Europe and the draft regulation on AI – when all that glitters is not gold

The draft regulation’s aims, goals and intent is captured primarily in the introduction through Recital 3:

A legal framework setting up a European approach on artificial intelligence is needed to foster the development and uptake of artificial intelligence that meets a high level of protection of public interests, in particular the health, safety and fundamental rights and freedoms of persons as recognised and protected by Union law. This Regulation aims to improve the functioning of the internal market by creating the conditions for an ecosystem of trust regarding the placing on the market, putting into service and use of artificial intelligence in the Union.”

Thus, the draft Regulation aims in primis to foster development and uptake of AI with a supposedly agile framework. Obviously, the factoring of this aim must be calibrated with the fierce global competition for AI advantage. Europe is already struggling in this race. The USA leads the global race for AI, with China in second, and the EU lagging behind. At the heart of this race is the ability of people and firms to engage in data-driven innovation. It is felt that the draft regulation if adopted as is, will doom Europe as it may compound the serious competitive disadvantage in relation to sourcing AI-related investment opportunities in the EU.

In its attempt to address concerns regarding AI, the draft regulation takes an approach which contains important tools for the protection of the end-users and society at large, but takes an approach which, it is felt, raises a number of concerns. According to the draft regulations the following types of AI will be prohibited:

  • AI used for “indiscriminate surveillance,” including systems that directly track individuals in physical environments or aggregate data from other sources
  • AI systems that create social credit scores, which means judging someone’s trustworthiness based on social behaviour or predicted personality traits.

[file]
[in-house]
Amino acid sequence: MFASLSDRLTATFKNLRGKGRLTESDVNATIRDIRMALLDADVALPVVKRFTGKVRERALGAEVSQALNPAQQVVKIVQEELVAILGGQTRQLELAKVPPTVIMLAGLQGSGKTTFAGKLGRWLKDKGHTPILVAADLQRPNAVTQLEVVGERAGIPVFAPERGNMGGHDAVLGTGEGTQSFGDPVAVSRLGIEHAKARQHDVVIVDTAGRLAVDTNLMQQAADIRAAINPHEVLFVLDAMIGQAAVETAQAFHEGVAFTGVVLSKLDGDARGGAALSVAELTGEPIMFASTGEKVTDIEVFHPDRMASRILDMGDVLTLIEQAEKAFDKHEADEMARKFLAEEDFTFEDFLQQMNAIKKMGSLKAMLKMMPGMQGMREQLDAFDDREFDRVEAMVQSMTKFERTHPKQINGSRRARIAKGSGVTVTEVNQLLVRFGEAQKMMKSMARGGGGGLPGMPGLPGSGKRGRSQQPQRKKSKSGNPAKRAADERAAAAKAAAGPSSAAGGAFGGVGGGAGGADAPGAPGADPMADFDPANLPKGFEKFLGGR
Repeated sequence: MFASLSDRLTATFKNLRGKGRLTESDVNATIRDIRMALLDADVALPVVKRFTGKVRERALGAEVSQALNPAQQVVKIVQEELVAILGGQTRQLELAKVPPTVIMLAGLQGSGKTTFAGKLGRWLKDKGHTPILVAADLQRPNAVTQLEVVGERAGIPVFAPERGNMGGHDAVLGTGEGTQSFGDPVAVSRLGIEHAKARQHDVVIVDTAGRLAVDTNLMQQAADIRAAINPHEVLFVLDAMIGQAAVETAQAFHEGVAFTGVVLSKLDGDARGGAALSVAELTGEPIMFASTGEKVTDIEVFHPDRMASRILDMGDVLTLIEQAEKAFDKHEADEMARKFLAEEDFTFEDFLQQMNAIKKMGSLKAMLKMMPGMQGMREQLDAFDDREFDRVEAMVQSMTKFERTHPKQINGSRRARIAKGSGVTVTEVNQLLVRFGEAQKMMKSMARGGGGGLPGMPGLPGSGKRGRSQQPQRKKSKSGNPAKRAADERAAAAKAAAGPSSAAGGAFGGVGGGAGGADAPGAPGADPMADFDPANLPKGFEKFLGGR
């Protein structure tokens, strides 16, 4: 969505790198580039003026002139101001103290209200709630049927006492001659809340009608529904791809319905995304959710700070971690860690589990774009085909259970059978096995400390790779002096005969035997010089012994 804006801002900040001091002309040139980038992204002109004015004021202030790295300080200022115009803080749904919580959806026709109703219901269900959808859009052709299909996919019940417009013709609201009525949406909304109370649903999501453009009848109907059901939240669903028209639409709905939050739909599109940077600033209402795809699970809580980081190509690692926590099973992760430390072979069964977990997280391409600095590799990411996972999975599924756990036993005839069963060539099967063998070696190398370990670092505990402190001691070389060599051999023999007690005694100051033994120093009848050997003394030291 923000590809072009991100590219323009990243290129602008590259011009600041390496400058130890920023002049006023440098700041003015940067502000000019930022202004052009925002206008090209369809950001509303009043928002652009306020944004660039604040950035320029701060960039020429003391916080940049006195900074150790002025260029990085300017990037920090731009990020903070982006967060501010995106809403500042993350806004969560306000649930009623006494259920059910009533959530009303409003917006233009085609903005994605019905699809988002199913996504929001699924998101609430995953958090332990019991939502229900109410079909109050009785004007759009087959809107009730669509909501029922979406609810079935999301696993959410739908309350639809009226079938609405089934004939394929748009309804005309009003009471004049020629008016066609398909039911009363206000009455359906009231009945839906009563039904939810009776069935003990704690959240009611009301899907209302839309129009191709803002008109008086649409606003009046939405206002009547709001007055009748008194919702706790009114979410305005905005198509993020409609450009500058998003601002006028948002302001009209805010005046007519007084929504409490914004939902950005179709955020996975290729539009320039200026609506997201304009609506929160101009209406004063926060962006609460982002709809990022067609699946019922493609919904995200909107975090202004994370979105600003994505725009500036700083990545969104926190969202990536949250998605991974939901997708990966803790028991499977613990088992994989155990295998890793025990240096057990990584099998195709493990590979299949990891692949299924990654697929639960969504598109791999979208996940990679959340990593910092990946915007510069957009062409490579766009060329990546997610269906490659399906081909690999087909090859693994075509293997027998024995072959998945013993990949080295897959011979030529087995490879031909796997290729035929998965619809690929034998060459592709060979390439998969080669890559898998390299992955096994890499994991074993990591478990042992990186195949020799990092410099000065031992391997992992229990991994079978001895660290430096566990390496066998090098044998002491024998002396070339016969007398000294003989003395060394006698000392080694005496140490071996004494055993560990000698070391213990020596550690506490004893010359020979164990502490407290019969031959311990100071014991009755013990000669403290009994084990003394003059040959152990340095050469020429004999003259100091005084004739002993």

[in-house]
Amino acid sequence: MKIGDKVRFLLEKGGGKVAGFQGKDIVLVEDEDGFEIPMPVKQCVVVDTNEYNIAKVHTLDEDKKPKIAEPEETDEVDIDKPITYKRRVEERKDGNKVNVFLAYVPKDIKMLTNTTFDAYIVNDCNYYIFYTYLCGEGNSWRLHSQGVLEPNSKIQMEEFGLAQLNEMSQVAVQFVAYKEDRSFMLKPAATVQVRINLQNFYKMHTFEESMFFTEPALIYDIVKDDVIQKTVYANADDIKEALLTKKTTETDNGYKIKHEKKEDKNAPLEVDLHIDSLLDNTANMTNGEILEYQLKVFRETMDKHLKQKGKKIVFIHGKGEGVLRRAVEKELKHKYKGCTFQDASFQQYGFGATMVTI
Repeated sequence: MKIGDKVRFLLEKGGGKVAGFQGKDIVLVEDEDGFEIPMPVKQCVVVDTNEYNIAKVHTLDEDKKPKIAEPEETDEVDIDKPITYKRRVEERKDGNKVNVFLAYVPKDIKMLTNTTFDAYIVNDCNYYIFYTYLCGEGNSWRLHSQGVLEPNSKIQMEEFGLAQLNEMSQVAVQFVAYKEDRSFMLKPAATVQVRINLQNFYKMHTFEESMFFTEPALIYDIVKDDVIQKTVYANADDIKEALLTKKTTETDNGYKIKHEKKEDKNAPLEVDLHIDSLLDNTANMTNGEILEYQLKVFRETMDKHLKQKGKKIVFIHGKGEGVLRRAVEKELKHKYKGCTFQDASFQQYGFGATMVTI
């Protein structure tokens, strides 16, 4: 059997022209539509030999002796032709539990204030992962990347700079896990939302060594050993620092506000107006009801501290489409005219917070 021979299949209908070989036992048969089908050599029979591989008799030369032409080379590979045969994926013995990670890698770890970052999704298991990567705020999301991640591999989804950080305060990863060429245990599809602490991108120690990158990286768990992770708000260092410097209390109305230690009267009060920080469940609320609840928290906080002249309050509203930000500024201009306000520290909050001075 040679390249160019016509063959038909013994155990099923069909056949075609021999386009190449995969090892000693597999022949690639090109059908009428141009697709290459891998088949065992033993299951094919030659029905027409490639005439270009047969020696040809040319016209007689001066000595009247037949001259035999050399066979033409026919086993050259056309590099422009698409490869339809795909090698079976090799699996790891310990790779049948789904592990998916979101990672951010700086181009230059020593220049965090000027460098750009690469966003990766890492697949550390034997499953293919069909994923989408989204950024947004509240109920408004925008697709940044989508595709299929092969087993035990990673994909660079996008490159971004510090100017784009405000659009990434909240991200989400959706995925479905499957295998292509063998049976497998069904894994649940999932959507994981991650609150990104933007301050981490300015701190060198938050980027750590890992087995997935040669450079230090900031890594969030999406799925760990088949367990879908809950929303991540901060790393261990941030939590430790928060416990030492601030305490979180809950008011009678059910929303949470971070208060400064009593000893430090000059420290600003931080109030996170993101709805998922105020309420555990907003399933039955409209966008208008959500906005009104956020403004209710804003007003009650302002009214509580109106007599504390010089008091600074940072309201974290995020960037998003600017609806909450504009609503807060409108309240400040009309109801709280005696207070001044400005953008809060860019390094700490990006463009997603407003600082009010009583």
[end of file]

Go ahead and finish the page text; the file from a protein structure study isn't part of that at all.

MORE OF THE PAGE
The draft regulation also introduces among other things:

  • A classification of an AI system as high-risk
  • Mandatory requirements concerning high-risk AI systems placed or otherwise put into service on the Union market.
  • Assessment for high-risk systems before they’re put into service, including making sure these systems are explicable to human overseers and that they’re trained on “high quality” datasets tested for bias
  • Special authorization for using “remote biometric identification systems” like facial recognition in public spaces
  • Notifications required when people are interacting with an AI system, unless this is “obvious from the circumstances and the context of use”
  • An ad hoc punitive regime where fines of up to 4% of global annual turnover (or €20M, if greater) for a set of prohibited use-cases can be imposed.
  • The creation of a “European Artificial Intelligence Board,” consisting of representatives from every nation-state, to help the commission decide which AI systems count as “high-risk” and to recommend changes to prohibitions

The approach proposed is one in which a particular technology is being regulated rather than addressing its application and its impact on the rights of individuals and society. Even more concerning is that in doing so, the regulation attempts to define the technology despite outright admitting that “there is no universally agreed definition of artificial intelligence” (Recital 13). Furthermore, the concern which this regulation is attempting to address goes beyond AI, since failure of critical systems is to be addressed no matter whether or not it involves the use of AI.

Whilst defining AI might still be deemed to be key for any purported regulation, any definition here should avoid intended or unintended biases pegged to a specific technology. To this end as a starting point before any definition is crafted, one should focus on the various types and uses of AI and their differentiation in use and scope. This is also in line with the intended outcome of draft Article 1 of the same regulation, which states that “…..key tenet of the legal framework is that it should not focus on the technology as such. Instead, the legal framework should focus on the concrete utilisation of the technology in the form of AI systems (and the risks potentially deriving therefrom).”

The above exercise is of paramount importance as it will clutch to the suggested ex-ante conformity assessment frameworks. It is strongly felt that the latter within the context of the suggested regulatory capture of AI (as presently defined) is neither desirable nor fair as it will ultimately stifle innovation.

It is also felt that various definitions in the draft regulation were very open to interpretation. The draft regulation when analysed is also mired with vagueness and loopholes, which detract from the intended aim behind an instrument of legal harmonisation and thus more legal certainty and transparency. This could also potentially dent the effect and target behind principles of accountability, responsibility, and transparency in the same draft.